Destroyer’s ‘ken’ is a perfect median of rock and techno

By Matthew Joseph

(Destroyer/ Facebook)

“That’s kind of my goal: to start from scratch every time.” Dan Bejar and his band Destroyer begin each album like Pete Townshend ends his concerts—destroy what’s left and start again. What started as an indie rock throwback to progressive rock artists like Yes and Rush, Bejar’s projects have become more and more personal, gearing more toward baroque, orchestral instrumentation and experimentation as he’s grown into a verbose singer-songwriter.

Each Destroyer album embodies a new venture. While often in touch with his rock roots (or maybe trying to stray away from them), the last decade of Destroyer releases have included Spanish ballads, jazz fusion, folk rock and chamber pop.

What’s most ironic about Bejar’s work is how gentle and nuanced its composition is in opposition to his moniker—the only thing being destroyed is momentum. “ken transitions the softer orchestral sound of 2015’s “Poison Season” to an embracement of electronica with Dan’s ever-classy touch.

“Sky’s Grey” works as a perfect opener, immediately bridging the two albums. Dan Bejar’s voice is unique in how it can sound both gentle and understanding, but also slimy and mysterious.

Despite the breakneck tempo, the metronome percussion pans very quiet under Dan’s singing and piano flourishes. The second half transitions to a rock outfit, dropping the drum pad techno for strings and Real Estate-esque guitars as Bejar sings repeatedly, “I’ve been working on the new Oliver Twist.”

The album excels in somehow making these techno accents and neon 80s synths sound so natural—just another instrument someone picked up on stage. Maybe it’s because they often play counter melody to guitars or Bejar’s vocals.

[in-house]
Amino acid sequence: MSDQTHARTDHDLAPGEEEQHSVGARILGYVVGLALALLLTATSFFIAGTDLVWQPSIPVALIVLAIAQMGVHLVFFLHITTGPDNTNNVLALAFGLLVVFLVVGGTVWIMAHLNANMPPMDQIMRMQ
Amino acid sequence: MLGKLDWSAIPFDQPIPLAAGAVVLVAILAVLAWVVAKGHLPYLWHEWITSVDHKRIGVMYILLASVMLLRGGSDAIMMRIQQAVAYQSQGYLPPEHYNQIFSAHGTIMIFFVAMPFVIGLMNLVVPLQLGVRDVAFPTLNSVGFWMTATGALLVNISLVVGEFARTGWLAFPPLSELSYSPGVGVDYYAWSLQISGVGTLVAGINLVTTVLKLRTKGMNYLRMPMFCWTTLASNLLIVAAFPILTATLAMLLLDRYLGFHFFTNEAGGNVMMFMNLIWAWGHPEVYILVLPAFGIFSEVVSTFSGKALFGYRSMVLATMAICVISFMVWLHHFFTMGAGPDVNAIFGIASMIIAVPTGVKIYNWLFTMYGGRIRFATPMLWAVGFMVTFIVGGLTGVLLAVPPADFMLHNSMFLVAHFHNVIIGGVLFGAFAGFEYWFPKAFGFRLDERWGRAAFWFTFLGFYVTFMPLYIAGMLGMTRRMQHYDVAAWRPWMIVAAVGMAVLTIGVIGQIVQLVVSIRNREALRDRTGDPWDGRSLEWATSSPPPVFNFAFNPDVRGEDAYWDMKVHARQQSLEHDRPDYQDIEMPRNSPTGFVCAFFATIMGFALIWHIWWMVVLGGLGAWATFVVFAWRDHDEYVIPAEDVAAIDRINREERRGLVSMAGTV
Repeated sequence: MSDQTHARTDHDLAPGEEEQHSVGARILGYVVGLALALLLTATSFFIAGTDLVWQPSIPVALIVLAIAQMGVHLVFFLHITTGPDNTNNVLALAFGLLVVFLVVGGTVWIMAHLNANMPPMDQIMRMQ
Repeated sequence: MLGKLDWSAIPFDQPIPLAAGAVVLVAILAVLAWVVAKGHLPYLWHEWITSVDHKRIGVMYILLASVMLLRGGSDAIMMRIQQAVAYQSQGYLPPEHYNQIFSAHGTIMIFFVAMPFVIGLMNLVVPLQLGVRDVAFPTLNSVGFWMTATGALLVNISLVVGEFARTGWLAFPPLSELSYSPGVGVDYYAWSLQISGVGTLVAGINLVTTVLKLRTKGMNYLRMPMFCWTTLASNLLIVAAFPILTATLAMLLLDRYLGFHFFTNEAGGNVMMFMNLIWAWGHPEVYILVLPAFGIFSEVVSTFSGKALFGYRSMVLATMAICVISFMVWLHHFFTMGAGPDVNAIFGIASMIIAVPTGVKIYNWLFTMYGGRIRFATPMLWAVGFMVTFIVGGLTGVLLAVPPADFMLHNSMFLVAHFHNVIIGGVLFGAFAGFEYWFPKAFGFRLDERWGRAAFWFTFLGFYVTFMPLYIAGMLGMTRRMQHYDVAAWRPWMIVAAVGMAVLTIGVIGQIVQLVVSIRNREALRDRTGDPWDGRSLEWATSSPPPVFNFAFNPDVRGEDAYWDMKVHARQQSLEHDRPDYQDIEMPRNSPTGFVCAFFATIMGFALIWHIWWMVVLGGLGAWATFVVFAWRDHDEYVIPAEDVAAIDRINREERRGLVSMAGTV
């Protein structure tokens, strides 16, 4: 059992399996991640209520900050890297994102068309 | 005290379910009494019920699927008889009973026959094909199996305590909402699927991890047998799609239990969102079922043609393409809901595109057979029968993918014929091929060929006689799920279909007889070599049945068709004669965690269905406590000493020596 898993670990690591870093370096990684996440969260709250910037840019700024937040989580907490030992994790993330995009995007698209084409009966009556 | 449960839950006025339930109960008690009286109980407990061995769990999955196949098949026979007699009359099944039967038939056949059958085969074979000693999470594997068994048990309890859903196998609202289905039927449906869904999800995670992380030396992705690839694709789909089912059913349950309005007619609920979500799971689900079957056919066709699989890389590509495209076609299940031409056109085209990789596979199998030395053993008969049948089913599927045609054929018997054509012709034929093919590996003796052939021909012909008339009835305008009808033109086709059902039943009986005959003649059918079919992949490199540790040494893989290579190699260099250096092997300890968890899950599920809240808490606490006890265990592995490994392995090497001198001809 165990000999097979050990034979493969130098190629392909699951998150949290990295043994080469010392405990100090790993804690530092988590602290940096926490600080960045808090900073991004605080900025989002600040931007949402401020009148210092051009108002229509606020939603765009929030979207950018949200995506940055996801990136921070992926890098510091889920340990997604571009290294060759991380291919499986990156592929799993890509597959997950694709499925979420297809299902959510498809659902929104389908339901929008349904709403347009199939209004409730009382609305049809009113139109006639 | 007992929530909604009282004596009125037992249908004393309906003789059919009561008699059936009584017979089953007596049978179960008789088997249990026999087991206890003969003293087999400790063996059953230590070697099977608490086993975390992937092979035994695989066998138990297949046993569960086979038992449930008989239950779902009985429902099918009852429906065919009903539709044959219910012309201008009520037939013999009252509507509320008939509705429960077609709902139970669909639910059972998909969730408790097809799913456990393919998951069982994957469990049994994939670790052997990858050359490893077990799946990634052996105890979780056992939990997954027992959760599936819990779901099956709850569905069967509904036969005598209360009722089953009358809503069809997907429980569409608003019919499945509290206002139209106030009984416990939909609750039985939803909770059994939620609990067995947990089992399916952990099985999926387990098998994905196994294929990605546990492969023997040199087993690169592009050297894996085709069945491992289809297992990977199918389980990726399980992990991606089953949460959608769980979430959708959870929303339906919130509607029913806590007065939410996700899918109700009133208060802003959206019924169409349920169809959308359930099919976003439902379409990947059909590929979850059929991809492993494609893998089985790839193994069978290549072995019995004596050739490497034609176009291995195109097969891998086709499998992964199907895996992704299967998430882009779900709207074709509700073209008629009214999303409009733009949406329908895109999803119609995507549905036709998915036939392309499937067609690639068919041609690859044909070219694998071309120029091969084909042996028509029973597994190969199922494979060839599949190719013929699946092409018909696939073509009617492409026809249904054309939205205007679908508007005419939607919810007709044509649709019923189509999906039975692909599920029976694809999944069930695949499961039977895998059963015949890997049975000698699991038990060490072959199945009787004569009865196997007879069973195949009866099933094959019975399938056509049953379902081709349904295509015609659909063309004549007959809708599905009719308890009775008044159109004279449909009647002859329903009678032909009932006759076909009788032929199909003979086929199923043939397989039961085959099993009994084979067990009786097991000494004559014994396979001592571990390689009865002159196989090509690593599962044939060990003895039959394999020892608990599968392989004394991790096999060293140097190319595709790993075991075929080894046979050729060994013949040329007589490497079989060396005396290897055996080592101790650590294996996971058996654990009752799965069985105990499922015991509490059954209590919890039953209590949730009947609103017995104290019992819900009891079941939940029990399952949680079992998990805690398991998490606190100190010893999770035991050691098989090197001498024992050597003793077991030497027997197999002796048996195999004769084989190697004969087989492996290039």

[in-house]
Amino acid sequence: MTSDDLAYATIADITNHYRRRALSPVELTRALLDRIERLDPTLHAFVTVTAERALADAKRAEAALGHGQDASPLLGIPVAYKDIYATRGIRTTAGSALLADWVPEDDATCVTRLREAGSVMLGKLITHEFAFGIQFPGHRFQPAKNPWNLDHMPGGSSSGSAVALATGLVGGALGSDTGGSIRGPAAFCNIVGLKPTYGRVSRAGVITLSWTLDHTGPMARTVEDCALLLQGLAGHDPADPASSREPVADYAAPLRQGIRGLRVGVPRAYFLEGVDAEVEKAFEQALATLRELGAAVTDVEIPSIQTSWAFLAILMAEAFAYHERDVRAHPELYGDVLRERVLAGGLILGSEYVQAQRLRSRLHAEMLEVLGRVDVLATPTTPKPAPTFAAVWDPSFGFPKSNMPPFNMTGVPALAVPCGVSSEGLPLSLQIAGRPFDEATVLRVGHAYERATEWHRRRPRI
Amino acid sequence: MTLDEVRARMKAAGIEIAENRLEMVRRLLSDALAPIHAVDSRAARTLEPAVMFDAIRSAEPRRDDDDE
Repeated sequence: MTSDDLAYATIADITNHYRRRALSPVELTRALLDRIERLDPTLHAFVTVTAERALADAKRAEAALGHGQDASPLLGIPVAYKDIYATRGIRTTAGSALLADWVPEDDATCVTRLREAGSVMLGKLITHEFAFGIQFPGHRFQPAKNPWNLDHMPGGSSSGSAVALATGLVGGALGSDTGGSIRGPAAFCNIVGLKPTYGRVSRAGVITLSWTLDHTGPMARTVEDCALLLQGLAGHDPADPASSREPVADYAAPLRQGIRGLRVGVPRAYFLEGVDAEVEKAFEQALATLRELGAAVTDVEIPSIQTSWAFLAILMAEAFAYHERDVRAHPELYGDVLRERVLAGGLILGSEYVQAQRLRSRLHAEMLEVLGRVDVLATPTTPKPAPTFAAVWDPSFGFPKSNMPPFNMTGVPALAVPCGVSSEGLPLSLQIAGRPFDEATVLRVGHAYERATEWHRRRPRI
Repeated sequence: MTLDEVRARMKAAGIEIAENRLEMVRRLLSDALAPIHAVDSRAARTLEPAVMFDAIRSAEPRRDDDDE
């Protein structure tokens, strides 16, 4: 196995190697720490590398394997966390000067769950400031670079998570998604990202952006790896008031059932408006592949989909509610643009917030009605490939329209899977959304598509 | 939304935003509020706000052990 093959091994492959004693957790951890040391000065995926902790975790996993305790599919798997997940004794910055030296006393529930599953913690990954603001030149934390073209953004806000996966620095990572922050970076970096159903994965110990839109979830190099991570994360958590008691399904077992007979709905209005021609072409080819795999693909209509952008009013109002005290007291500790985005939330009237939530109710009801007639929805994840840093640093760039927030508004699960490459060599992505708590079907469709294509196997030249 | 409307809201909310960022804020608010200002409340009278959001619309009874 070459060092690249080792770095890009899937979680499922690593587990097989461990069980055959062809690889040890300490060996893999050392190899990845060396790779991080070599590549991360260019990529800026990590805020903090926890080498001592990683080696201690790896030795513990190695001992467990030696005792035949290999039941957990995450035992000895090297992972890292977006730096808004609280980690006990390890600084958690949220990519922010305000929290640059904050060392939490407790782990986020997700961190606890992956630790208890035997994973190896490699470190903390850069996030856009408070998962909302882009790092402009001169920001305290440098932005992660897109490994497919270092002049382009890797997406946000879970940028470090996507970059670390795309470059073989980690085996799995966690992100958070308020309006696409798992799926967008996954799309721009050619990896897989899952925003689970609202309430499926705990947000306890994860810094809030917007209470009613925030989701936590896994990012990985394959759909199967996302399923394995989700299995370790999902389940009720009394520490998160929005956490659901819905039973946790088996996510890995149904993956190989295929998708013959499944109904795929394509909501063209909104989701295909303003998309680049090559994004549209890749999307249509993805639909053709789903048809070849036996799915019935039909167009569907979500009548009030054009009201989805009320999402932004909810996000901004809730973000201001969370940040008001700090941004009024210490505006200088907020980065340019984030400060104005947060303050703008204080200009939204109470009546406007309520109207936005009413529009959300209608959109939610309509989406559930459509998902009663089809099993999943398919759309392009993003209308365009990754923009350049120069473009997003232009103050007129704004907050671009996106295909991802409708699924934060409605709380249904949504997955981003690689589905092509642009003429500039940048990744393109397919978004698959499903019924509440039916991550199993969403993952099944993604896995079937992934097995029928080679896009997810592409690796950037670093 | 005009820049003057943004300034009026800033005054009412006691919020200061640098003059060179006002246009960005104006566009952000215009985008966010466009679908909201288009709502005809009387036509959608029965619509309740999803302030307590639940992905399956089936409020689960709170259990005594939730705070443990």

“Tinseltown Swimming in Blood” swings more toward techno. The percussive synths on “ken” are clearly influenced from the kind of neon 80s throwbacks of “Hotline Miami” or “Drive”—that kind of outrun art style.

While a good portion of the songs lean on these, the outro brings the resurgence of Bejar’s orchestra of not just strings, but brass and guitars, making it all fiercely original and refusing to be categorized. It doesn’t sound like techno or rock or baroque—it just sounds like Destroyer.

“Saw You at the Hospital” plays as a purely acoustic rumination while “A Light Travels Down the Catwalk” follows, made in the exact same mold, but purely techno. There are one or two songs where the gimmick flounders. Bejar’s lyrics and voice steal the show on “Rome,” but the two styles don’t intertwine very well. As the longest song on the album, it can become too cacophonous and confused.

It can be hard to listen to when Bejar’s voice, the electric ambience, juxtaposes with guitars and horns—everything just fits a little out of place. While “Ivory Coast” gives the instrumental space to blend the two styles and let them play, it sounds like the perfect mix of the two, but all without striving for anything bold or memorable.

“ken” incorporates all kinds of techno and synth into the neverending Destroyer wheelhouse, and makes it all sound completely organic against Bejar’s sultry, gentle voice, brass sections, strings and guitars. It’s such an interesting choice to not use any kind of conventional techno, but instead pick up the blaring neon synths found on something like the “Stranger Things” soundtrack.

It’s even crazier how well it works, and just how natural it sounds. It would have been nice to see some kind of cumulative work of the two styles, something developed further. As is, it feels more like treading water. But Bejar has to be commended for coming off the heels of his critically acclaimed foray into baroque, orchestral pop and then immediately reaching for something completely new, blending the two seamlessly.


Matthew Joseph can be reached at [email protected]